Sunday, October 27, 2013


Because I Care #33

The activist hustle is a glorious hustle. As an activist-turned-presidential aspirant, I know this only too well.
I will tell you something about my former colleagues. The activist works on trying to blow breeze so that the fowl’s bottom will be exposed. And trust me, in Nigeria there is no shortage of fowls whose bottoms reveal the most scandalous things. 

An activist, however, is allergic to both breeze and to the display of bottoms. One would think this would be the opposite; that in every home and office of an activist you will find an industrial fan and a bare, well shaved bottom. But many an activist’s bottom is hairy and hides many things like Ferraris with customised plate numbers.

Many times as an activist fighting government, you have dry spells filled with reheated press releases, impotent ultimatums and ineffective whistle blowing. For all of these white people pay money with the baptismal name ‘grants’. For many activists this grants them comfortable lifestyles in Abuja or Lagos and many a flashy car is secured after a juicy project. The people giving these grants are not entirely stupid. What might look like foolishness is actually patience. They wait for the big stuff. Stuff that will make the activist actually earn his grant- not the sterile conferences, and tea breaks. Something serious like threats to your life or massive protests or police arrest and detention.

Especially arrest. I know one activist, who following arrest by a military junta, became a career activist. And oh, how God has blessed his hustle. He was once overheard, standing by his flashy car talking about his houses in Abuja, Kaduna and London. Yes. London. That is how God has met him at the point of his activist need. So it is in order that he prefaces every conversation with 'when I was arrested by Abacha'.

I will talk about the power embedded in a single arrest in a minute.

Just as there are activists-turned-politicians, there are also politicians-turned-activists. Because they have been politicians before, their work is greeted with skepticism and sometimes even disdain. A lot of the time, it also doesn’t help that they still smell like politicians and haven’t shed the weight that ties them to the spoils of politics. Like having ten cars in your garage. It is hard for real activists to take you seriously when you have that. However it is unfair to judge an activist by how many expensive cars he has.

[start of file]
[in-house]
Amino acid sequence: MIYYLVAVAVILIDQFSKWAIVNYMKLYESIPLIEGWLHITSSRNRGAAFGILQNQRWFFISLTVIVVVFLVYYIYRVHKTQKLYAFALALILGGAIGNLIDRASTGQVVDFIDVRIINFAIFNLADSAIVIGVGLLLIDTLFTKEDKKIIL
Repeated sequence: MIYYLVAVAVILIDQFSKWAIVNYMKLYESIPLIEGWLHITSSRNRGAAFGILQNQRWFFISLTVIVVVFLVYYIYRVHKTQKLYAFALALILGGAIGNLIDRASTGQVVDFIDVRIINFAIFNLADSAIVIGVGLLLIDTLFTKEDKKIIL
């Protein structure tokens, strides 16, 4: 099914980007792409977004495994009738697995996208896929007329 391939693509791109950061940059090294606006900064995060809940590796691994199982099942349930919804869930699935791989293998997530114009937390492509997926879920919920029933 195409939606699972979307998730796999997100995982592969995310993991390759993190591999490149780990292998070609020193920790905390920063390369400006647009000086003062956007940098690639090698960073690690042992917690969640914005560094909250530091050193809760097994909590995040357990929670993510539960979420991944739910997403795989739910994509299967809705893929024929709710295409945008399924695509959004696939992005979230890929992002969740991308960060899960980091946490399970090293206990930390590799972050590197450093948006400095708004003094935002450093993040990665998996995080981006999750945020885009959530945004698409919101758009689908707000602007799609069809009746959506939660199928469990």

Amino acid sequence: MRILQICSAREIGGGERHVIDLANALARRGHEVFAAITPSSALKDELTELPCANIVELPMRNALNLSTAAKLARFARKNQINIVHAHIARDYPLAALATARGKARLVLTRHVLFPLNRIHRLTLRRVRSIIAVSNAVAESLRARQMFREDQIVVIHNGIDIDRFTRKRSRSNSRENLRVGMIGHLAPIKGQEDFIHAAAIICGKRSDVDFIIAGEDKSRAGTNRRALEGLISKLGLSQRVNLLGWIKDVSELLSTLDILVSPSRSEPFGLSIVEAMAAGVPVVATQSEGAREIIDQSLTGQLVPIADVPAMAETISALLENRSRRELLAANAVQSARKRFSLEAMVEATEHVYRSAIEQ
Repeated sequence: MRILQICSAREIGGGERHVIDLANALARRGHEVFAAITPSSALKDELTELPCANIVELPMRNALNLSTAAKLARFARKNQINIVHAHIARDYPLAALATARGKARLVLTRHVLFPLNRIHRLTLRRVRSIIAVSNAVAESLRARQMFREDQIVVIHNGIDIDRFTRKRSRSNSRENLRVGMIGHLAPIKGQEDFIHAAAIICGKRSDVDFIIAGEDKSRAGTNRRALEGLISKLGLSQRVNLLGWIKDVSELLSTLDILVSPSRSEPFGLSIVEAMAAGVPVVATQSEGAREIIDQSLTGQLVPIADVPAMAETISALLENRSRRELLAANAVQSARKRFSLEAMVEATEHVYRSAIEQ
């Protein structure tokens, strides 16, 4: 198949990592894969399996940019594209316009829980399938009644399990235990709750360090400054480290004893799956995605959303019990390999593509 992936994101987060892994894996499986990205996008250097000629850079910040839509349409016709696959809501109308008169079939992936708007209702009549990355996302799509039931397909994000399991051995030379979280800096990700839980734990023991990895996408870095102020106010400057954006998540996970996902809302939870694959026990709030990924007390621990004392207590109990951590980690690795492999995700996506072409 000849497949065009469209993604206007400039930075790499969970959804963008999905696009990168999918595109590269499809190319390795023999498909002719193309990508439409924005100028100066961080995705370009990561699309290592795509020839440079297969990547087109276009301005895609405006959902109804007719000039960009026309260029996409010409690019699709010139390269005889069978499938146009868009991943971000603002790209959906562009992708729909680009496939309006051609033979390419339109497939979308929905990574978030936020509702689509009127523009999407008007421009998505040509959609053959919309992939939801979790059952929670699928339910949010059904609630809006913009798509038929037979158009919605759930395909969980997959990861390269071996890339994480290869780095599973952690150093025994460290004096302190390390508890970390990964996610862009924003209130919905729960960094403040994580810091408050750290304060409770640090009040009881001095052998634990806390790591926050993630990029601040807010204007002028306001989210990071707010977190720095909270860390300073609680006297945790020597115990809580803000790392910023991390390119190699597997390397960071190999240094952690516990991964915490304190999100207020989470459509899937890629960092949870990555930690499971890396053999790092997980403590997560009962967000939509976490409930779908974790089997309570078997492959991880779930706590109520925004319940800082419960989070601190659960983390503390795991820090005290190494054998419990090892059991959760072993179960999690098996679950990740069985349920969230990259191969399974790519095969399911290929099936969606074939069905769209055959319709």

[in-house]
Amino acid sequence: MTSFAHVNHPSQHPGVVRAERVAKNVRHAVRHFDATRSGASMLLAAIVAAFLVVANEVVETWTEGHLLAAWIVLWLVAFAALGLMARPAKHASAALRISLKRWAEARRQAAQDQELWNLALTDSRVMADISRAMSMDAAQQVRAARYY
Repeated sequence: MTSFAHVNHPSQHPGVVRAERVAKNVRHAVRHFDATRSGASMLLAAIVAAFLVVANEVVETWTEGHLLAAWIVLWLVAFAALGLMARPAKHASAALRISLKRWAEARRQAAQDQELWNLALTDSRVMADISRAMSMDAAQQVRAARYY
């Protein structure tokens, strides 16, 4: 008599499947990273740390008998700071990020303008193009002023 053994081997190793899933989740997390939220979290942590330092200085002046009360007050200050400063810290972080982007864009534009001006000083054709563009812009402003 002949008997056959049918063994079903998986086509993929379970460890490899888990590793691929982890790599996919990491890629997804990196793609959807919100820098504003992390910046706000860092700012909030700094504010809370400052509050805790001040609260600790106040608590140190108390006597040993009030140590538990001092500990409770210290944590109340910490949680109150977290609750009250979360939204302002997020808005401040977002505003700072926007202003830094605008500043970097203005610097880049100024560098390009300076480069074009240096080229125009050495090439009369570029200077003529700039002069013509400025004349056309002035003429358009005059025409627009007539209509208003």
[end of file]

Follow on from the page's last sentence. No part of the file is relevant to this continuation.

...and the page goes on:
One activist who has been treated and talked about unfairly is Dino Melaye. It is rumoured that he has a fleet of cars. I just want to say, I don’t believe rumours. Dino has been fighting this government on Twitter and in the streets, but all people see are his cars with Dino01, Dino02, Dino03, Dino04 bla bla bla. Like I said, I don’t believe until I see. This week however came the ultimate blessing of Dino’s activist hustle. God smiled on him by sending an overzealous policeman to arrest and detain him during a protest against our armoured aviation minister. I am not sure how many introductions to grant proposals that arrest will appear in, but I know that Dino, by that act, has been verified. Because as an activist, even if you don’t like his methods, the arrest of an activist or non-violent protester is something unacceptable and you are forced to lend your voice in the call for his release. I even tweeted about it.

God bless Dino’s hustle.

My only grouse is that I feel marginalised. Only last month, on September 26, I joined one of the teams planning the ‘OurNass’ protests in Abuja. I even addressed the crowd on our rules of engagement. You could say that I was at the forefront. We were at the gates of the National Assembly for hours. No one arrested me. In fact, a Deputy Superintendent of Police engaged me in friendly banter, which scandalised me. He actually smiled at me while we protested. That was capable of destroying my street credibility.

All I want to know is, what makes Dino better than me? And what must one do to get arrested in this country. Because I really need it for my CV as I run for President.

Ps. I was at a dinner with a whole bunch of journalists this week. I learnt a lot from being around people who gossip for a living. One of my biggest discoveries though was that with the exception of one or two people, journalists can’t dance. I don’t know if I can trust a person who can’t dance.


  1. Beautiful. The one time president of NANS is currently a gubernatorial candidate. There is really something to be gained from activism. And if you are brave enough to be an activist cum lawyer, you be sure of patronage from both circuses. Yea, Today, Dino is popular than Dimeji and all those minions that beat or say popularized him on the floor of the house.
    And then, that brings me to you John. Be ready to be beaten, battered and tattered before you are arrested. And if indeed you pass through that baptism and remain erect, maybe, you are on your way to stardom.

    Again, good work.

  2. LOL. ElNathan has gone bonkers again. Me too I need to join this activism hustle o. I'm considering floating an activism company (not NGO). Something like THIS IS OUR CHANCE NIGERIA LIMITED or WHAT SHALL IT PROFIT A MAN PLC..... Yea, I know the idea is still rough. I just need brilliant minds with same vision to help polish it up. If you're interested, contact my P.A.


You fit vex, bet abeg no curse me. You hear?